Reshaping Institutions: Evidence on Aid Impacts Using a Pre-Analysis Plan
Although institutions are believed to be key determinants of economic performance, there is limited evidence on how they can be successfully reformed. Evaluating the effects of specific reforms is complicated by the lack of exogenous variation in the presence of institutions; the difficulty of empirically measuring institutional performance; and the temptation to "cherry pick" a few novel treatment effect estimates from amongst the large number of indicators required to capture the complex and multi-faceted subject. We evaluate one attempt to make local institutions more egalitarian by imposing minority participation requirements in Sierra Leone and test for longer term learning-by-doing effects. In so doing, we address these three pervasive challenges by: exploiting the random assignment of a participatory local governance intervention, developing innovative real-world outcomes measures, and using a pre-analysis plan to bind our hands against data mining. The specific program under study is a "community driven development" (CDD) project, which has become a popular strategy amongst donors to improve local institutions in developing countries. We find positive short-run effects on local public goods provision and economic outcomes, but no sustained impacts on collective action, decision-making processes, or the involvement of marginalized groups (like women) in local affairs, indicating that the intervention was ineffective at durably reshaping local institutions. We further show that in the absence of a pre-analysis plan, we could have instead generated two highly divergent, equally erroneous interpretations of the impacts--one positive, one negative--of external aid on institutions.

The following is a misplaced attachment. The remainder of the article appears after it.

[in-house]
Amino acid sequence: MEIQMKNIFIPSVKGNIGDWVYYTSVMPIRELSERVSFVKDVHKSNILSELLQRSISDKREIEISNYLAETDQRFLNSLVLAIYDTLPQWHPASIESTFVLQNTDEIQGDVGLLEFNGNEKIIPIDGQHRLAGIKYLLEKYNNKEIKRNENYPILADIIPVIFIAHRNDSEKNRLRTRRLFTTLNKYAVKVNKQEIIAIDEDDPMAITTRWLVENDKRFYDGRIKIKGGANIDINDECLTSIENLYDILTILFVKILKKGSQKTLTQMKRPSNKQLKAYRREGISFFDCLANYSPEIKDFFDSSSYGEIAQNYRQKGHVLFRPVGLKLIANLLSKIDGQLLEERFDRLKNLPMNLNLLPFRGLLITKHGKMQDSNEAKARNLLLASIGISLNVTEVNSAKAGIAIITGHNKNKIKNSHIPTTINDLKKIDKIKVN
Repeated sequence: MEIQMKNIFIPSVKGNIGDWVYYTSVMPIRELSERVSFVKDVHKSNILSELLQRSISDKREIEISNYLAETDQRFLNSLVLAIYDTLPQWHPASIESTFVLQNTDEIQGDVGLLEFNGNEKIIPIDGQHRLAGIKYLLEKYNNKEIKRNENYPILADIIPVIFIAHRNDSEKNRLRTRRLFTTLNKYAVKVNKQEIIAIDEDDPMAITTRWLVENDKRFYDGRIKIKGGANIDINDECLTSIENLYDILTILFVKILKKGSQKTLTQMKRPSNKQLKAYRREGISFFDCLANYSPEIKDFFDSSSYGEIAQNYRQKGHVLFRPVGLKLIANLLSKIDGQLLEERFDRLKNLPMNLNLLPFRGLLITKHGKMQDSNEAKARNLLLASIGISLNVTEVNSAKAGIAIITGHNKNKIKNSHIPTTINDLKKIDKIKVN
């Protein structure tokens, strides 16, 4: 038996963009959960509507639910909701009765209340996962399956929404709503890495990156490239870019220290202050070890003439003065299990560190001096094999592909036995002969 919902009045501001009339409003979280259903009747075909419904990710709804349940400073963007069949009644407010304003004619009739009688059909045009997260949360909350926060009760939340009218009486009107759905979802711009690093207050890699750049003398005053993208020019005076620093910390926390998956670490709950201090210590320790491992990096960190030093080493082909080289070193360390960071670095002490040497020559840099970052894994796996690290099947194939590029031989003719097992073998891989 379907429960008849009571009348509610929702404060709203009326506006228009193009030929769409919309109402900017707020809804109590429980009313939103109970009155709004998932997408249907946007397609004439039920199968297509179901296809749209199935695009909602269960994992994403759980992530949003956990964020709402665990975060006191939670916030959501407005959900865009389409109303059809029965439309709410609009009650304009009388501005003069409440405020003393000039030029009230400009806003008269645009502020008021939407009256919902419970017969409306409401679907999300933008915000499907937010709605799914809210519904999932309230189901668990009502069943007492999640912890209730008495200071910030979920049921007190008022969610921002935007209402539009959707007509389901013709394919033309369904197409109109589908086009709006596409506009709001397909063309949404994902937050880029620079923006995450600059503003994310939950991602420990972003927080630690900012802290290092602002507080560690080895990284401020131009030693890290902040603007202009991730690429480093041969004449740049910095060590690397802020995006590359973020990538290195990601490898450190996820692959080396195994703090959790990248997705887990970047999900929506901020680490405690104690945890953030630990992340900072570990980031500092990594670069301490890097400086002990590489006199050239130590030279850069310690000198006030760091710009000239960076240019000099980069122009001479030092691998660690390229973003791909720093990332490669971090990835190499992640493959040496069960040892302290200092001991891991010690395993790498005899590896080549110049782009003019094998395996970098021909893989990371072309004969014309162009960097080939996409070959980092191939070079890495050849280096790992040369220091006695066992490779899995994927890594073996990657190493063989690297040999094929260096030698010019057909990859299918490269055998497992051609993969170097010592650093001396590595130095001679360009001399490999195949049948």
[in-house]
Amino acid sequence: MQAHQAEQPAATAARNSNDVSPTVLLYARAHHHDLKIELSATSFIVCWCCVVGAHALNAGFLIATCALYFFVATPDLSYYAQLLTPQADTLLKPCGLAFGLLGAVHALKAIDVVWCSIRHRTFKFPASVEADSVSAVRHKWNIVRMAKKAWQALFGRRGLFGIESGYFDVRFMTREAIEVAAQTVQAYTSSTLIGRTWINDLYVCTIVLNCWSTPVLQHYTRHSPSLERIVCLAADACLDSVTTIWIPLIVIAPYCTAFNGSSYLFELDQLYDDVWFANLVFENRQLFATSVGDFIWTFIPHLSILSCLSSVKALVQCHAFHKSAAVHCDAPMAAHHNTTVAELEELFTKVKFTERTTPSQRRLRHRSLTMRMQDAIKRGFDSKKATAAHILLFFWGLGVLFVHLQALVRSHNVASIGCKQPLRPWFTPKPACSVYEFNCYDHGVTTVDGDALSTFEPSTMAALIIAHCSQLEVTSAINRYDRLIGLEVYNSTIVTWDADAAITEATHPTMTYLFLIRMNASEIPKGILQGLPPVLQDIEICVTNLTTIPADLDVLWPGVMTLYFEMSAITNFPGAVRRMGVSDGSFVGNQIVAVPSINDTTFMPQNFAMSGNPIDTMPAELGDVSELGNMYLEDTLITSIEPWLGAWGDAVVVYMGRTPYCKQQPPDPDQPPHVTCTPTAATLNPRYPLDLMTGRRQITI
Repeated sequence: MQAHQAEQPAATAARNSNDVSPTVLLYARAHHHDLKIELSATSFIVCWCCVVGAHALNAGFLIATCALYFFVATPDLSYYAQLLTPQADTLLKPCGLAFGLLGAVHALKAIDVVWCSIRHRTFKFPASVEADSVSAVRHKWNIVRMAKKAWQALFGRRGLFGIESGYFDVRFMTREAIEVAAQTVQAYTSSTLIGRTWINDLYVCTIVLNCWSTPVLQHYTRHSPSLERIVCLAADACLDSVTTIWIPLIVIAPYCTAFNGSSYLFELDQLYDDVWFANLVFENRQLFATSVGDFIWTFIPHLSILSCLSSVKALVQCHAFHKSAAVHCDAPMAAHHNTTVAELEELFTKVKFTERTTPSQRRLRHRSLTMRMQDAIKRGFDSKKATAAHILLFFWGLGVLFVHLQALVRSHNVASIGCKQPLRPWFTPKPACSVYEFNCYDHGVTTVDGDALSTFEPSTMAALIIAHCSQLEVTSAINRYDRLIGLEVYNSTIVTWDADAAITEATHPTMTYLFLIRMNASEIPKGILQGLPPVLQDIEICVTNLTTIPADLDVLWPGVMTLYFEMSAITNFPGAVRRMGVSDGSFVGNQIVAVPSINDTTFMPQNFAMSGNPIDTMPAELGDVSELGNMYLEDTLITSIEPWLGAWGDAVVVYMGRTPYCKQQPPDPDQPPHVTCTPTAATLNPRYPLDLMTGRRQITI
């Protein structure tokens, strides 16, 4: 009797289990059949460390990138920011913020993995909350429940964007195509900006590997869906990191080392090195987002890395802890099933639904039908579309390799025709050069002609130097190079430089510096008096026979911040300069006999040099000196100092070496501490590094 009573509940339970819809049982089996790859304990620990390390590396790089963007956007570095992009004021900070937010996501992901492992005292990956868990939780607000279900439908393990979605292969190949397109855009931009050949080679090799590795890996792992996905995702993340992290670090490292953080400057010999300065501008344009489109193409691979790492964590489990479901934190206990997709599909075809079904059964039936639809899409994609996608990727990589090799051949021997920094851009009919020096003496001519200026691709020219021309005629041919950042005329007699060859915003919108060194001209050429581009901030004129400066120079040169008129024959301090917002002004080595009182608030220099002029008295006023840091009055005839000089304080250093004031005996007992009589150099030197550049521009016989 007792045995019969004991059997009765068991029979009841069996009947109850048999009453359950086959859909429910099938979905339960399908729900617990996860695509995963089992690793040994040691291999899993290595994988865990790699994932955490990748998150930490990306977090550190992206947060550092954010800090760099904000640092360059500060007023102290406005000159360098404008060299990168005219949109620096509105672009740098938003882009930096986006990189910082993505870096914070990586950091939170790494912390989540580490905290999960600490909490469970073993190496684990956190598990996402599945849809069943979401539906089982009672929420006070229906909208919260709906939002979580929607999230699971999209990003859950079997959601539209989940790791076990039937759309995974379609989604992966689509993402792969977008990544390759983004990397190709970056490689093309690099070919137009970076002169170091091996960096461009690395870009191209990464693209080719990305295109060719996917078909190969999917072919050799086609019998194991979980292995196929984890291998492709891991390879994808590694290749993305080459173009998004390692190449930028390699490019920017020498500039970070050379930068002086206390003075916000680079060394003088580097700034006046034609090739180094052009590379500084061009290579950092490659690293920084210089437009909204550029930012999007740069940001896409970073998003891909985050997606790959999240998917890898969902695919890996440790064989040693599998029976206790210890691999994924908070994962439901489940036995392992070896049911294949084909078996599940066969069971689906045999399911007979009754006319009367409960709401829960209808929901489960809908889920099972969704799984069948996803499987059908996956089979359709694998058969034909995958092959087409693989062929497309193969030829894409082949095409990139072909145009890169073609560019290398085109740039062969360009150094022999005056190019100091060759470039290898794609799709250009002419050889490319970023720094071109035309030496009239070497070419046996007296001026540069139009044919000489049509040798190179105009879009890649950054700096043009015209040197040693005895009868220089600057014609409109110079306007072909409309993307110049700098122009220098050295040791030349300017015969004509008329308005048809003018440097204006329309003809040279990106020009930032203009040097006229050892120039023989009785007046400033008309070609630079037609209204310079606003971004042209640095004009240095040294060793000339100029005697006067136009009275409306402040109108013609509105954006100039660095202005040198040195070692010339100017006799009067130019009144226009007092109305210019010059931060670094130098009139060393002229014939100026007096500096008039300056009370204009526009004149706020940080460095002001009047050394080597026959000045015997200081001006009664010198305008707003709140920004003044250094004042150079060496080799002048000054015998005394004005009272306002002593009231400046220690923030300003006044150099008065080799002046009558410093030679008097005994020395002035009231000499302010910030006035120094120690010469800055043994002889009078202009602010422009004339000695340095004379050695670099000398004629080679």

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This paper was revised on December 5, 2011
Document Object Identifier (DOI): 10.3386/w17012
Published: Katherine Casey & Rachel Glennerster & Edward Miguel, 2012. "Reshaping Institutions: Evidence on Aid Impacts Using a Preanalysis Plan," The Quarterly Journal of Economics, Oxford University Press, vol. 127(4), pages 1755-1812. citation courtesy of
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